A reader of the Soapbox sent me this interesting article about the furore created when a suit company ran a sexy ad in a legal magazine in the US. There are two questions arising from this:
- Is it appropriate to run an ad like this in a legal magazine?
- Is the ad demeaning to women? (The woman who appears to be seducing the man seems to be wearing nothing more than a suit jacket.)
To be honest, I would be a bit irritated if I had written an article for the magazine, and this ad was placed right next to it. This is because it would take attention away from my very worthy and exceptionally interesting article about resulting trusts and the ways in which they are so special. Many people might not even read my exceptionally interesting article because they had been distracted by this ad, whereas otherwise they may have been converted to the cause of the beautiful resulting trust! But if the magazine had put the ad next to that boring and turgid article on fusion fallacy, well, that’s a different story! I believe lawyers should be distracted from learning about fusion fallacy. What a stupid concept it is.
Other than that, I don’t see the difference between this ad and ones which I see in other kinds of magazines all the time.
Is the ad demeaning to women? First, I’m guessing I’m not a member of the target audience, because it doesn’t make me want to go out and buy a suit. I find the ad a little silly. Why is the lady only wearing a jacket? Isn’t she cold? Why do male models always have jaws like that? Those law books are awfully skimpy, aren’t they? Even skimpier than the lady’s jacket. What kind of law are these people practising where there are such skinny text books? Why did I never practice in that area? Maybe I wouldn’t need glasses if I had only needed to read short text books…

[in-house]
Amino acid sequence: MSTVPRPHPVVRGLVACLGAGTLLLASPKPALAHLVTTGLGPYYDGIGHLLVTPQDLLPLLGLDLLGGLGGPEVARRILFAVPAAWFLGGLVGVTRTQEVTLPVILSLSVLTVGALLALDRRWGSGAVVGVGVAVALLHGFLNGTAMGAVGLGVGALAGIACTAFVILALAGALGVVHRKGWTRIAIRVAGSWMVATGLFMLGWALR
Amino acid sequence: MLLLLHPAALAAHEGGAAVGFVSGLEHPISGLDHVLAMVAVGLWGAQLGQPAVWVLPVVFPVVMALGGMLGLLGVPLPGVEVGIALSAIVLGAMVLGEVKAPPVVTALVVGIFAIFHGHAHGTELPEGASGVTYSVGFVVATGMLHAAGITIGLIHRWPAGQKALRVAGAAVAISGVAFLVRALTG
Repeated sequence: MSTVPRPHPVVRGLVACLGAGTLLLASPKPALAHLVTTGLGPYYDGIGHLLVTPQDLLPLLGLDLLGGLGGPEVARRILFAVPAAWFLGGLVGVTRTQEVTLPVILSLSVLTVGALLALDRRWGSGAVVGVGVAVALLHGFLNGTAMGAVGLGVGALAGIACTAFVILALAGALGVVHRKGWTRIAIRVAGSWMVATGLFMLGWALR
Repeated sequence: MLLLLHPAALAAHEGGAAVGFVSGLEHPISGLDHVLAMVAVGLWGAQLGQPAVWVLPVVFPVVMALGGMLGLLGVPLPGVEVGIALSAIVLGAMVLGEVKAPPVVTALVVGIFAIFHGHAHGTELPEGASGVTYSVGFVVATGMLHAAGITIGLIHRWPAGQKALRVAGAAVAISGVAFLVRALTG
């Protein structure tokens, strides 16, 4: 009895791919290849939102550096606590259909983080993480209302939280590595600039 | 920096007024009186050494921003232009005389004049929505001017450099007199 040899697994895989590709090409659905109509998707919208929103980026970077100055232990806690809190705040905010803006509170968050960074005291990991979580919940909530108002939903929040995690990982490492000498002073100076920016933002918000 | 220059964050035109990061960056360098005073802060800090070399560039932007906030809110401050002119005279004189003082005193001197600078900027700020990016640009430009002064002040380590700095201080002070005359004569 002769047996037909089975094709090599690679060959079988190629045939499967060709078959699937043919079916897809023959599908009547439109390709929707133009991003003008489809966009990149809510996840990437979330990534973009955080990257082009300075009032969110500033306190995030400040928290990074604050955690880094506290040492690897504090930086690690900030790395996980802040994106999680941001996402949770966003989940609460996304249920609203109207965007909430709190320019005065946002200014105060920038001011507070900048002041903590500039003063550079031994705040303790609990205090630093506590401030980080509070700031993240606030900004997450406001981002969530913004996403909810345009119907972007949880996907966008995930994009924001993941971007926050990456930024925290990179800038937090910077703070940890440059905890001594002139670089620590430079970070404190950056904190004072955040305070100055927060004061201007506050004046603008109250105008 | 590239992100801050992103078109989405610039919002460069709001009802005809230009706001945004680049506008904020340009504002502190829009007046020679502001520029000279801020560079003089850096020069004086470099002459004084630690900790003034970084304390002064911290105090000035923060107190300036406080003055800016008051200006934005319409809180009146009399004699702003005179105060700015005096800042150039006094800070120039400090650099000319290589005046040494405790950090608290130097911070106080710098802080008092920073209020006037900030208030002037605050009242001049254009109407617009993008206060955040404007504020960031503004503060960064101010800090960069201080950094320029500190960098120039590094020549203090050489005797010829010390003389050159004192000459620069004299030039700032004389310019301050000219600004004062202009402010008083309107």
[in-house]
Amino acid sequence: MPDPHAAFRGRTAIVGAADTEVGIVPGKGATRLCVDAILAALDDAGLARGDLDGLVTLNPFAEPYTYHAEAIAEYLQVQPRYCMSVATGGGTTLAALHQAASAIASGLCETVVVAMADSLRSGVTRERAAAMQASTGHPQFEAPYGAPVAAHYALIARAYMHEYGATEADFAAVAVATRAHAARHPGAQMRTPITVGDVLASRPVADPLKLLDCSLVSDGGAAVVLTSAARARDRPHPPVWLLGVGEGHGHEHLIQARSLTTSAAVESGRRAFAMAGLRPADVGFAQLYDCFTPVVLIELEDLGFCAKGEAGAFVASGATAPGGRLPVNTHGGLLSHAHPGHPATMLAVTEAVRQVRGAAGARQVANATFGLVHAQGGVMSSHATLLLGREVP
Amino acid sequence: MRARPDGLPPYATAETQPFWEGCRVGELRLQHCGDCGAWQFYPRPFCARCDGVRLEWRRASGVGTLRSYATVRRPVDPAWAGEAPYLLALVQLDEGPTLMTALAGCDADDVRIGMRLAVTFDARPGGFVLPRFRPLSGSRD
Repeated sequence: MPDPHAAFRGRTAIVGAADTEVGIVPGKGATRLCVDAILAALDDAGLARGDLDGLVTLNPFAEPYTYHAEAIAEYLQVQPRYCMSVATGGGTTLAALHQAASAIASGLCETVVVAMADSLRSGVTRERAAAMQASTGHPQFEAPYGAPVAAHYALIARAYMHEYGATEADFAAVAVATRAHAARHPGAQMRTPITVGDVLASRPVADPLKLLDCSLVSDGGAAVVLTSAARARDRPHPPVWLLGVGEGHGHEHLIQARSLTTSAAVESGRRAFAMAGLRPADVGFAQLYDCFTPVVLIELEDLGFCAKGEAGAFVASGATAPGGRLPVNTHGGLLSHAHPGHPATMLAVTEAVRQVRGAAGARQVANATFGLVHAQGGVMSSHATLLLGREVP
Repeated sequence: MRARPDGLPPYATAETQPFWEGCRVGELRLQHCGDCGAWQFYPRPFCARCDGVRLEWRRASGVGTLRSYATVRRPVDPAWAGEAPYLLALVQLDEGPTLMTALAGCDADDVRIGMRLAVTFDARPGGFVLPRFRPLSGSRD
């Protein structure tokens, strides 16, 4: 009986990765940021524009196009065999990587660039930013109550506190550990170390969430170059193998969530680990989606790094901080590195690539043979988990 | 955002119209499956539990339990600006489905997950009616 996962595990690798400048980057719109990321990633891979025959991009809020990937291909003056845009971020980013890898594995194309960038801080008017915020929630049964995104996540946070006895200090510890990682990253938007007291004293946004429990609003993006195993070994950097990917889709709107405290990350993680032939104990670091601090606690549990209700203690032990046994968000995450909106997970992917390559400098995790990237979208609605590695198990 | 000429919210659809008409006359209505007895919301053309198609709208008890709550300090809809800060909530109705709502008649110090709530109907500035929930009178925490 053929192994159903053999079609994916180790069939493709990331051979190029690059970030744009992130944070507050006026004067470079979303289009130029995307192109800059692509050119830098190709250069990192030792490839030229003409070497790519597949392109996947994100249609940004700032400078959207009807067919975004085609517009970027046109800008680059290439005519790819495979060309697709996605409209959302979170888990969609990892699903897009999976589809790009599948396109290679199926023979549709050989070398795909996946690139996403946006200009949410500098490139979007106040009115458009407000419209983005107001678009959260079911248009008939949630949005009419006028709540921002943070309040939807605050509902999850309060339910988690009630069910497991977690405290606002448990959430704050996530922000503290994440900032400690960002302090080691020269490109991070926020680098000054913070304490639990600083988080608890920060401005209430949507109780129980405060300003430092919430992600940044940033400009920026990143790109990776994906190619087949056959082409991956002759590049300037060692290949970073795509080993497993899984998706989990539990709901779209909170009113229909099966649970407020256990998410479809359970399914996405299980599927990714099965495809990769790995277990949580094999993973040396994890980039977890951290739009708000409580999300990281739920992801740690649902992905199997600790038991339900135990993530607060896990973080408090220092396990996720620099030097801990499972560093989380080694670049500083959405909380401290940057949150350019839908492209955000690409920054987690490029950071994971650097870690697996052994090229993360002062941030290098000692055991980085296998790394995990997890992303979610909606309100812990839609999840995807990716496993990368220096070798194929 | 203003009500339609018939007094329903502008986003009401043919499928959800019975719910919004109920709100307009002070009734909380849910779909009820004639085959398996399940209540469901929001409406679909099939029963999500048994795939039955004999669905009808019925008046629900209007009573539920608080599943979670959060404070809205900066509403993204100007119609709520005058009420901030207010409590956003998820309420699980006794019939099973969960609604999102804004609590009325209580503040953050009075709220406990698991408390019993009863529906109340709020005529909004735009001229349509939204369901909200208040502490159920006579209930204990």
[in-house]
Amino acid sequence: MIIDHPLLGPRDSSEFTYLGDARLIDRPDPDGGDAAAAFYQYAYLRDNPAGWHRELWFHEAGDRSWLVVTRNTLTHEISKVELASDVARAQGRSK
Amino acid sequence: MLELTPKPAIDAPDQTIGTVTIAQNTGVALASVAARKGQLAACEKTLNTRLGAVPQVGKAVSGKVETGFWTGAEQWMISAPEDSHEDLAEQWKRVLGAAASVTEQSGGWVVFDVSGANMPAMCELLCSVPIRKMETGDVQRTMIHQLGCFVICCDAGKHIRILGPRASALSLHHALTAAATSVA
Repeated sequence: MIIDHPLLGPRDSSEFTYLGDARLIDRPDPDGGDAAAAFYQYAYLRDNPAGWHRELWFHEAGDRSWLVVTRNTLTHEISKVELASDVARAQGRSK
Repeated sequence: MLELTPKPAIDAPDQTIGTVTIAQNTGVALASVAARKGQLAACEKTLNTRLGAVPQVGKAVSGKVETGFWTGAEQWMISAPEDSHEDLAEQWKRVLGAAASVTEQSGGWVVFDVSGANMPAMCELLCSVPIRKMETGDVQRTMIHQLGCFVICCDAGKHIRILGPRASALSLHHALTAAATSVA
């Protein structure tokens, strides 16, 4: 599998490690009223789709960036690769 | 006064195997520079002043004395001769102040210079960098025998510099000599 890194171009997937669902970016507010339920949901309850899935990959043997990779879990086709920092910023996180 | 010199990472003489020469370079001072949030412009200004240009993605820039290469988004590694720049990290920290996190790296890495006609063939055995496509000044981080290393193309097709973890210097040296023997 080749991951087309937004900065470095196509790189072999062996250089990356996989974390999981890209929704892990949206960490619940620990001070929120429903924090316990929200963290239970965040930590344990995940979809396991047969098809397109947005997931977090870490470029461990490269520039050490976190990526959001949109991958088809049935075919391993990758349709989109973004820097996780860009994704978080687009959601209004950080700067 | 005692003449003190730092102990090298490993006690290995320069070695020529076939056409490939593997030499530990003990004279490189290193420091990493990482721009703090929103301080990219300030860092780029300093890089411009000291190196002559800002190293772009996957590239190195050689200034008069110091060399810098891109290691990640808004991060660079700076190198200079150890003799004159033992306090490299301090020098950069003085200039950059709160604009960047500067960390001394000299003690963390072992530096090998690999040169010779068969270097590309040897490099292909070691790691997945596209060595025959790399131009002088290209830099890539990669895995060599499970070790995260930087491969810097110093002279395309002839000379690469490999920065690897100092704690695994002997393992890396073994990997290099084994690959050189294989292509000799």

But secondly, what is the ad actually saying? The message is that if you wear this particular brand of suit, a sexy woman will seduce you. Is it such a bad thing to suggest that a sexy woman may seduce a man? It might be a bit naughty to suggest that it happens in the office, but that’s also realistic: such things apparently happen quite often. I was always blissfully unaware of the office scandals and relationships, and would then be shocked when someone enlightened me.
As the article in Slate above notes, it’s not clear who is the lawyer in the ad (maybe they both are, maybe she is, maybe he is). I don’t know that I’d really want my daughter to follow this woman’s example, but then again, if she grows up and seduces a sexy man at her office, I won’t judge her harshly. Such things happen. It seems to me that the woman is the one with the power in the ad, anyway. She’s the one who has the man by the tie – she’s “pulling the strings”.
As the angry bee has pointed out, the reality is that for some women, sex is a very powerful weapon in the workplace. It’s not a weapon I have ever really used. Well, to be perfectly frank, it’s not the best weapon in my armoury. I clearly remember the day when my sister was trying to teach me to flirt. “Look flirtatious!” she commanded. I looked flirtatiously at her and fluttered my eyelids. “Oh dear!” she said. “You look like a horse with a gall stone.” Even if I could flirt, I don’t think I would have done so in the workplace anyway, because as the angry bee also says, it’s a double edged sword which can attract both good and bad attention. I would rather not even open that can of worms, and I personally prefer to keep sex right out of the workplace.
But it is naive to think that sex does not enter into the workplace. Of course it does! Some people use it to gain power and influence, some people fall in love at work. One of my old bosses was telling me that he had met his current partner at work. “I’m a workaholic”, he confessed, “and if you spend so much time at work with a colleague and very little time at home…well, that’s how I fell in love with my partner.”
So although I am a feminist, I don’t think this ad is demeaning to women. In fact, I think it raises topics which should be discussed and considered by lawyers: sex, work and power.